Energy Efficiency in Buildings: Europe and Central Asia


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Presentation from the 2013 Atlantic Council Energy & Economic Summit expanded ministerial meeting. Presented by Marina Olshanskaya, UNDP-GEF Regional Technical Advisor, United Nations Development Programme.

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  • The scope UNDP-GEF projects vary from local to national and regional with the main focus being on creating enabling policies and market environment for investment in building energy efficiency
  • Since 1990 - a notable trend is the rise (17%) of final energy consumption in the buildings sector in both absolute and relative terms: by 2010 it reached a 35% share in the total final energy consumption. It is now the largest energy consuming sector in Europe and Central Asia (in OECD the change was less dramatic, building sector used to be and remain largest energy user: 39%)Building energy use is characterized by high inefficiencies, especially in CIS, where it takes 2-4 times more energy to heat same space, as in EU countries with similar climatic conditions. Inefficiencies translate into dissatisfaction with quality of heating and rising energy billsNext slide please
  • Important to note that benefits of EE goes far beyond energy and monetary saving, as illustrated in the picture of a school in Uzbekistan and conditions there before and after EE retrofit
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  • To correct these fundamental market failures, strong political commitment and leadership at all level, including the highest is needed. This is well illustrated by the following examples. Croatia:The Government, central and local, introduced and established energy efficiency as a policy priority and as a practical tool for effective housekeeping in the whole public sector in the country, including local and county authorities, as well as central government ministries and agencies. With UNDP-GEF support it has implemented Energy Management System covering practically all public facilities in Croatia. The country became a leader in EMS in public sector in Europe (and globally).Grant funds served as seed money, but it was the local funding that actually allowed country wide roll-out and implementation of EMS in the whole public sector.Kazakhstan: The Government adopted National Program on Housing and Utilities Development . It made mandatory the implementation of EE measures in all residential buildings undergoing major retrofits resulting in energy saving of 30-50%/per building. It also allocated state financing for building retrofits in the amount of 640 mln US dollars in 2011-2020. Grant funds served as seed money to demonstrate cost-effectiveness of thermal modernization and help design ESCO model for their implementation. Next slide please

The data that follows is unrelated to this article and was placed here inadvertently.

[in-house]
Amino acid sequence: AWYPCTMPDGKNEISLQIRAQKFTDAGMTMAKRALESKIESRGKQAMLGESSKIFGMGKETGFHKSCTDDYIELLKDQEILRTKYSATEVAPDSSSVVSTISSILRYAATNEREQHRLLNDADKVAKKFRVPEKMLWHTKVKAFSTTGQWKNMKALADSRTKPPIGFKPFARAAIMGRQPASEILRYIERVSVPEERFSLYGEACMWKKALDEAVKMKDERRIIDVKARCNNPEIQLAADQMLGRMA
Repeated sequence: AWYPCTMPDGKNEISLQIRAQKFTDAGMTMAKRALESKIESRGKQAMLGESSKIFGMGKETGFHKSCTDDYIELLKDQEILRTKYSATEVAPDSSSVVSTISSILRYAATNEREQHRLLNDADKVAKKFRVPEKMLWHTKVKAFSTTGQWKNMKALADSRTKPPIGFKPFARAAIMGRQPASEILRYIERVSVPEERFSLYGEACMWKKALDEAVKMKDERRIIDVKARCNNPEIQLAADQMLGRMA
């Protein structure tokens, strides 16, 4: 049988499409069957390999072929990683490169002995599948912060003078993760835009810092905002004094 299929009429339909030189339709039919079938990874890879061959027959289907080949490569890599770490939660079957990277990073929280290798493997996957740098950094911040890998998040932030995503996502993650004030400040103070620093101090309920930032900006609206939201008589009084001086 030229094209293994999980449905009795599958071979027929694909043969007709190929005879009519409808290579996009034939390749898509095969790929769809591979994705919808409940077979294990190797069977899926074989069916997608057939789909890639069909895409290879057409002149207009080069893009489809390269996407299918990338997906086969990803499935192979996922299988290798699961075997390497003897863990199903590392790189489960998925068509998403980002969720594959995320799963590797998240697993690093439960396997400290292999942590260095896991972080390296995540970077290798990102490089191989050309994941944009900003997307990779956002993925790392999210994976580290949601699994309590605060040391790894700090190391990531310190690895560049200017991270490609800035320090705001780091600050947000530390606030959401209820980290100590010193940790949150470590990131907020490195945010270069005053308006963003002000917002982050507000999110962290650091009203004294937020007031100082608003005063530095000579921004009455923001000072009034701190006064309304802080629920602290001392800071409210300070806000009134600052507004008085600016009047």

• Energy Efficiency in Buildings: Europe and Central Asia